By Angelos Anastasiou
A WEAKNESS in the voluntary redundancy scheme for co-op workers will see some employees paid more to leave than to work through to retirement.
Despite a €104,000 cap, the redundancy compensation agreement allows for a paradoxical scenario where employees close to the age of 65 will be paid more as incentive to leave than they would if they were to remain employed until retirement.
A Co-Op Central Bank (CCB) spokesman acknowledged the paradox yesterday but said that the basic aim, which was to make the scheme attractive to employees, was “achieved in full.” Further, the spokesman said that the number of people close to retirement was very small, rendering the additional cost incurred “negligible.” Lastly, according to the CCB, the reduction in personnel will provide additional benefits to the bank besides payroll cost, in terms of employer contributions like provident fund and overtime payments, which more than offset the extra compensation cost in these cases.
At a news conference yesterday following approval of the agreement by unions’ regional assemblies, the CCB’s executive committee head Nicolas Hadjiyiannis commented on the “historic” deal, saying it secured cost savings of €16.5 million in 2014, adding to 2013 savings of €1.5 million.
Hadjiyiannis said that the goal is for 10 per cent of the 3,000 co-op employees to exit through the voluntary redundancy scheme, particularly targeting those over 45.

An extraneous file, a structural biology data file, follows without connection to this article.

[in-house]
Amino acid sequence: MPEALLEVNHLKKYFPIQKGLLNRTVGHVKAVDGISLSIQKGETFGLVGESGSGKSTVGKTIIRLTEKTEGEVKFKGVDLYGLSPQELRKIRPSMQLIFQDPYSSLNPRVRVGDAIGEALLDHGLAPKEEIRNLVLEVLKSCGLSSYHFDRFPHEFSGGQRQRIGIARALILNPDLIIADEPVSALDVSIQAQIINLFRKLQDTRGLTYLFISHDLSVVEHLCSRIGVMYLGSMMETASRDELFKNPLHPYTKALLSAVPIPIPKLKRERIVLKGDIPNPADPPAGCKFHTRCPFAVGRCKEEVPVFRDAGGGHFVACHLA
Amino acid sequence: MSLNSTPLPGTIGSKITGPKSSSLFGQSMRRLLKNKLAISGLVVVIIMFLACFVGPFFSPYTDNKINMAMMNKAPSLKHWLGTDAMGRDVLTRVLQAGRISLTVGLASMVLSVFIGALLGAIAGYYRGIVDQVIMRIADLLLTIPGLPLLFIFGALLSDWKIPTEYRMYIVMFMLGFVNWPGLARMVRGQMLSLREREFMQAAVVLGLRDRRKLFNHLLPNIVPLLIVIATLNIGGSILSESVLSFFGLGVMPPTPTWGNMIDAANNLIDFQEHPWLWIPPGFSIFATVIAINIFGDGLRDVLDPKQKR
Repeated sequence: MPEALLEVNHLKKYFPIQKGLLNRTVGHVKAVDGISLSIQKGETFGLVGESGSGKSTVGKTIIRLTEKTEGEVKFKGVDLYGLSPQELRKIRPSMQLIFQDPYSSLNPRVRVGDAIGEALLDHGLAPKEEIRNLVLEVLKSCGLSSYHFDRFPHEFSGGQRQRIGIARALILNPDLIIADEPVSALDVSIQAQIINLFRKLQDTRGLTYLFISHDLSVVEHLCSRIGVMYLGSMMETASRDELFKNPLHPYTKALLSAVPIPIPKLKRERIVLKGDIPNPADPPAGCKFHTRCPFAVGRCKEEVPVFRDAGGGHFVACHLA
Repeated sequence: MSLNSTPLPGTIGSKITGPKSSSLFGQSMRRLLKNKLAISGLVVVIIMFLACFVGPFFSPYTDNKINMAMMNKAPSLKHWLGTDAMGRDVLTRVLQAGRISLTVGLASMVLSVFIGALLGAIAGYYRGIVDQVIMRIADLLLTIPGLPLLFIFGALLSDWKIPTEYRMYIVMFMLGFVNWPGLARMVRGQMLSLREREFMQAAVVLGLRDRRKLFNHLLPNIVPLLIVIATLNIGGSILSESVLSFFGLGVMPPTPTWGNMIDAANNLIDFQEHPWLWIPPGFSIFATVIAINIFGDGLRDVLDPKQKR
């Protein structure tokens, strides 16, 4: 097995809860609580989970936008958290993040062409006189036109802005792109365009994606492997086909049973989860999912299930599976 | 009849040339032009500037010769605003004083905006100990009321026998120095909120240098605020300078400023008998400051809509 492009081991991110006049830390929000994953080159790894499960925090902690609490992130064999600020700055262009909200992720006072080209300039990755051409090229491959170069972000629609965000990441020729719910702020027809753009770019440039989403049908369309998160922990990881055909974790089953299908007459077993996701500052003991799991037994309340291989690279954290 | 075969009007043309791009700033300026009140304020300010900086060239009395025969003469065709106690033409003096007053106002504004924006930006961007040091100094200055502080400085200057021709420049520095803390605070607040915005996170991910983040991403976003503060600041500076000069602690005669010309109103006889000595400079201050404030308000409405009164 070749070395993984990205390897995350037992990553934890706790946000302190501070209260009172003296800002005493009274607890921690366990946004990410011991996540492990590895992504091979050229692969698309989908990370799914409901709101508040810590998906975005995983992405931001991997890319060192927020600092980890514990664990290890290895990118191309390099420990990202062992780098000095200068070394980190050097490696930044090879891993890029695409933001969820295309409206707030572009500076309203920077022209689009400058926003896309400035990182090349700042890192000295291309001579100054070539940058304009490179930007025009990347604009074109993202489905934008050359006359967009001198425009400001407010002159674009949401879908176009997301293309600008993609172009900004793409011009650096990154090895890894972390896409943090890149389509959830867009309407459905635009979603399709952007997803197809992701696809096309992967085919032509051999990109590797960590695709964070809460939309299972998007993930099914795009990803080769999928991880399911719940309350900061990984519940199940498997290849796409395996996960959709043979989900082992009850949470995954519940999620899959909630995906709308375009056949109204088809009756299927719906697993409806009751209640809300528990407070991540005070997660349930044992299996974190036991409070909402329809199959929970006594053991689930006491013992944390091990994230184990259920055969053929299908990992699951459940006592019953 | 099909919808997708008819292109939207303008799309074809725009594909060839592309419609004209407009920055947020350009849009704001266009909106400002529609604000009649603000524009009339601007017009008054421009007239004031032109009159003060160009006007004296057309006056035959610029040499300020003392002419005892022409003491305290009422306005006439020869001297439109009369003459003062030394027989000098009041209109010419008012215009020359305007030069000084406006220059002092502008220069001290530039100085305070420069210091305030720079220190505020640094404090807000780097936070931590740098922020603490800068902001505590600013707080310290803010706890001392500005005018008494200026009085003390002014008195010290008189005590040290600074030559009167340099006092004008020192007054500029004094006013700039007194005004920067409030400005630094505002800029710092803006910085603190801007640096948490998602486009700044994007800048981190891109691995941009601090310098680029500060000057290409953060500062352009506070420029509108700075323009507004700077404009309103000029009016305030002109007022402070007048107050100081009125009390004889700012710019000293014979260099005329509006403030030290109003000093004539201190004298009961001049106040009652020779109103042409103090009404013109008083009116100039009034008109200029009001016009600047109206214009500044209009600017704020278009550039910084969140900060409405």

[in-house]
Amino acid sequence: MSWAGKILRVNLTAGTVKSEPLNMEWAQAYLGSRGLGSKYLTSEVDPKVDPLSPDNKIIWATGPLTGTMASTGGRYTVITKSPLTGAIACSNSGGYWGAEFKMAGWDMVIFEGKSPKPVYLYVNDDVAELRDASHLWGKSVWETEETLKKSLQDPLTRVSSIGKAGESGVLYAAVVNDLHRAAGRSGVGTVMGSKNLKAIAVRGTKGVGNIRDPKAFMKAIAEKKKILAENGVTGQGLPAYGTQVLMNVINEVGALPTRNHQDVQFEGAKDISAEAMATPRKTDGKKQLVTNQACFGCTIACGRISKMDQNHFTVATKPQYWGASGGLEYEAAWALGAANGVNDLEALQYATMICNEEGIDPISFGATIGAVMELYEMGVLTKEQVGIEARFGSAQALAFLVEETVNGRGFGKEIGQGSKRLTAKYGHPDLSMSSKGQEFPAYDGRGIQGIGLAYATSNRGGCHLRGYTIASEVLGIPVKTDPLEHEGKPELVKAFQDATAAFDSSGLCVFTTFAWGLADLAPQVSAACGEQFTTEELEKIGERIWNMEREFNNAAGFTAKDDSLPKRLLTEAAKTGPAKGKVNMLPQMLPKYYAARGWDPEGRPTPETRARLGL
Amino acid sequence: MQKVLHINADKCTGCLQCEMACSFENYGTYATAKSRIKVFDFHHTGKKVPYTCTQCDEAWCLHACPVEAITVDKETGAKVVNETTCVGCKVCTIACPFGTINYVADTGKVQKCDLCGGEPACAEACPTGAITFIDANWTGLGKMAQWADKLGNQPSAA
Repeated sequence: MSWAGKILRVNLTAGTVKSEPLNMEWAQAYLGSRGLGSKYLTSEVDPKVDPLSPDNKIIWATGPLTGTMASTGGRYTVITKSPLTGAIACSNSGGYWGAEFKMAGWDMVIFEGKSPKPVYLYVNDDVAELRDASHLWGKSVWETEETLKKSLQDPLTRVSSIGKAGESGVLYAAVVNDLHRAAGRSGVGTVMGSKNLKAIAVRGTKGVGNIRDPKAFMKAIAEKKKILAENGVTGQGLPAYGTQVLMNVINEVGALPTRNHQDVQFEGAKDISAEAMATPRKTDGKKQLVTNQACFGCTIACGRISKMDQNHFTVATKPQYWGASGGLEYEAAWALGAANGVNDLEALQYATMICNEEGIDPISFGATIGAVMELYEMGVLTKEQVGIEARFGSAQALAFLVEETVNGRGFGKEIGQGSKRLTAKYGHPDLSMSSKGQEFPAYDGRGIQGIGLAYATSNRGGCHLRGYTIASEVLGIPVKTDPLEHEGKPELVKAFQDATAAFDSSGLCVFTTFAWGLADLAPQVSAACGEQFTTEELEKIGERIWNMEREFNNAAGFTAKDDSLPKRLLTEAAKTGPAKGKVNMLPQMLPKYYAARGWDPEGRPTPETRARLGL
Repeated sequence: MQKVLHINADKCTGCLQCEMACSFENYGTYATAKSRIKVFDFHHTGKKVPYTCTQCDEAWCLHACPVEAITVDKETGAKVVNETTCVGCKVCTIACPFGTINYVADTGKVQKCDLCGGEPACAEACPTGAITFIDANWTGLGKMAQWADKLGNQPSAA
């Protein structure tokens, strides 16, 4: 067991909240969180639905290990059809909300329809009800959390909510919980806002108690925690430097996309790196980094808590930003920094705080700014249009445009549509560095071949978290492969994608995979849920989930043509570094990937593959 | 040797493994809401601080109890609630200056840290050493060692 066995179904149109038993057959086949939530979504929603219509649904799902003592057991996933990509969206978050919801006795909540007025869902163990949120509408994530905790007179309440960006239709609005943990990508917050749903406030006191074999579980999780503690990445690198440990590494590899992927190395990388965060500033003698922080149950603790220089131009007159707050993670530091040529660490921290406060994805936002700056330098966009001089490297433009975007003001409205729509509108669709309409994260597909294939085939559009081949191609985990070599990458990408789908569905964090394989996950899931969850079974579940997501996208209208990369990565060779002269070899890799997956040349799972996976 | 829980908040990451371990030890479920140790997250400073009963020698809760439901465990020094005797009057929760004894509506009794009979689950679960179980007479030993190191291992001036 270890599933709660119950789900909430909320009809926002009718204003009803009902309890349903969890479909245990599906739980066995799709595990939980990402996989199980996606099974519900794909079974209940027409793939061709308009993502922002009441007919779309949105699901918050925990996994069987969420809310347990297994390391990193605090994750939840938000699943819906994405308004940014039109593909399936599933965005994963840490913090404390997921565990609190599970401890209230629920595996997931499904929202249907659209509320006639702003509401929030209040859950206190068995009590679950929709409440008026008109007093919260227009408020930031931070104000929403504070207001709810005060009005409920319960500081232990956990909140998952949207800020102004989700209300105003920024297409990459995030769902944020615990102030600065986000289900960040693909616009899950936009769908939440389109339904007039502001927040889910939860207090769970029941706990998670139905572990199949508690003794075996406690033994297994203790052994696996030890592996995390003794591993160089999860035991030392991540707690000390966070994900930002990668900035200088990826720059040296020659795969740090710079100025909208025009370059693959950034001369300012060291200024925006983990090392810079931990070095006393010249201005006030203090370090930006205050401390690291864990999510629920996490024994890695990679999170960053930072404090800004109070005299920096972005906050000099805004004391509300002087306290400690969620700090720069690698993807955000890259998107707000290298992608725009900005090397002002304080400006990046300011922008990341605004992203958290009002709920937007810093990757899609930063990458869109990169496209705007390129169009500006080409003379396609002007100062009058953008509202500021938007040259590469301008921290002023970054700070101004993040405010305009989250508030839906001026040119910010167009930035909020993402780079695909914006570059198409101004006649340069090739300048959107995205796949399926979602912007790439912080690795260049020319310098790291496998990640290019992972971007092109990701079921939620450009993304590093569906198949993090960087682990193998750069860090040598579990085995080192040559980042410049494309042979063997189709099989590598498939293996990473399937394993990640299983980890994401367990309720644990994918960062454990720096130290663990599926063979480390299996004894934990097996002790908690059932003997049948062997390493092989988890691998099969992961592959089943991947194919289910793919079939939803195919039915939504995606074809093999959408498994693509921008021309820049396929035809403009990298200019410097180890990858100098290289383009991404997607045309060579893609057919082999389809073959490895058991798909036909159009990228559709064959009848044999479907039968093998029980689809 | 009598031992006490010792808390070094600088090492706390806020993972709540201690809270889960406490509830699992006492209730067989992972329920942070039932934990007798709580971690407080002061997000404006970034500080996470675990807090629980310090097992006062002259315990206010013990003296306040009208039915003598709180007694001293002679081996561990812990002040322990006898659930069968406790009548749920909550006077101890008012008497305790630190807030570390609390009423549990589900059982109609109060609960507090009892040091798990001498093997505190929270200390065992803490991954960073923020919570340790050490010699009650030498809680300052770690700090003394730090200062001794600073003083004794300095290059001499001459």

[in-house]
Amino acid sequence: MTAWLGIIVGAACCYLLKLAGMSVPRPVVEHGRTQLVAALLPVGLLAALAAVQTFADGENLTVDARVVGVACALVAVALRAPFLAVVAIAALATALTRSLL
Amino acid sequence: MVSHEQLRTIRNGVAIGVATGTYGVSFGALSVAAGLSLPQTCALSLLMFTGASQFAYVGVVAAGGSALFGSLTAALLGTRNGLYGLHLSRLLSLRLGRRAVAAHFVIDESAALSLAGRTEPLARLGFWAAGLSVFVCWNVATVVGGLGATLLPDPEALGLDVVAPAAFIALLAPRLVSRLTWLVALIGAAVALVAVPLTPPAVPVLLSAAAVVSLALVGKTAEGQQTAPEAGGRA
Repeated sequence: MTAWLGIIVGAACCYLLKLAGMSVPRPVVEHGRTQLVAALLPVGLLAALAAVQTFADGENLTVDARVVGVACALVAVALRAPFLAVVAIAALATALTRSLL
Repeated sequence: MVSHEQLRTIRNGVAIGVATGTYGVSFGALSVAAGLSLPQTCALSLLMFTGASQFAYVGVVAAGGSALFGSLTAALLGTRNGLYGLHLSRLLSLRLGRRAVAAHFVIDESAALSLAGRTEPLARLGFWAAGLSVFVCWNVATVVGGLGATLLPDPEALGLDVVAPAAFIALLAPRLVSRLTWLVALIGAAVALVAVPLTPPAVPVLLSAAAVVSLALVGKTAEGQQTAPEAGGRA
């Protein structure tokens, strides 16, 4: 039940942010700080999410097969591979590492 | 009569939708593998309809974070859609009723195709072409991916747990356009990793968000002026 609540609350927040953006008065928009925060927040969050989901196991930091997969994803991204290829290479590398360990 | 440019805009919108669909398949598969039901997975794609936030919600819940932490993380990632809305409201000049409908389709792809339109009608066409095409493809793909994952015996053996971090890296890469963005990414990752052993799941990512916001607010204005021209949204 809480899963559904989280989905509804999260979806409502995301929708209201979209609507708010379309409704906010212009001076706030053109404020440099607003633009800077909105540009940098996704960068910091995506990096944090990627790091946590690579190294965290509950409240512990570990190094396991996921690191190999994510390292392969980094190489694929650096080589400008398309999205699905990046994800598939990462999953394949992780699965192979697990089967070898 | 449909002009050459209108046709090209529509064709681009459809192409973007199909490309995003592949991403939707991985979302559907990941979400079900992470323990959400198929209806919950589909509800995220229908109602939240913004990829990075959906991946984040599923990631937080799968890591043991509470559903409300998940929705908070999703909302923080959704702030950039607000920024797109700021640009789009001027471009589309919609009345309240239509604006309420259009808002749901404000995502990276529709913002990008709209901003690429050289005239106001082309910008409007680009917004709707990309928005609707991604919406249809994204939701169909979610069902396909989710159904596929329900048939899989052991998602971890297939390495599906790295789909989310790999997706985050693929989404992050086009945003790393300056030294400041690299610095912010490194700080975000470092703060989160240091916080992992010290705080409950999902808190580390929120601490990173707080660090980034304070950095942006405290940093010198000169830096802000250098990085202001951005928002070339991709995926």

The employee voluntary redundancy scheme is part of the troika-mandated consolidation of co-ops.
The agreement determines payouts as the lowest between the sum total of an employee’s salaries to be received until the retirement age of 65 or double the employee’s redundancy fund as at termination.
The base month for compensation calculations was December 2013, before salary cuts on all co-op employees were imposed.
The cuts came into effect on 1 January 2014 and forced a 3.0 per cent cut on salaries across the board, and additional tiered salary cuts ranging from 8.0 to 25 per cent.
The slashes have reduced payroll costs, the largest item at 55 per cent of co-ops total operating budget, by 15 per cent.
Further consolidation measures for co-ops include a reduction of the employer’s contribution to the employees’ provident fund to 5.0 per cent until 2018, and 12 per cent after that.
The scheme will be officially presented to employees on February 1 and will remain open to them for three to four weeks. In scope are all co-op employees, excluding those of the CCB who are member of bank employees’ union ETYK.
According to Hadjiyiannis, talks with ETYK regarding a similar voluntary redundancy plan for some 300 CCB employees are expected to conclude by next week.
Consolidation measures were imposed in co-ops in exchange for a €1.5 billion recapitalisation injection via a government-funded bailout, and they form part of the institutions’ restructuring plan.
The plan, a troika-imposed precondition on all bailed-out financial institutions, is currently under review by CCB boss Marios Clerides, and will be submitted to the CCB executive committee for approval.
Clerides confirmed that the restructuring plan would be ready by mid-next week, and revealed that an investigation into loans granted by co-ops in violation of rules was underway, and any employees involved “will most likely lose their jobs.”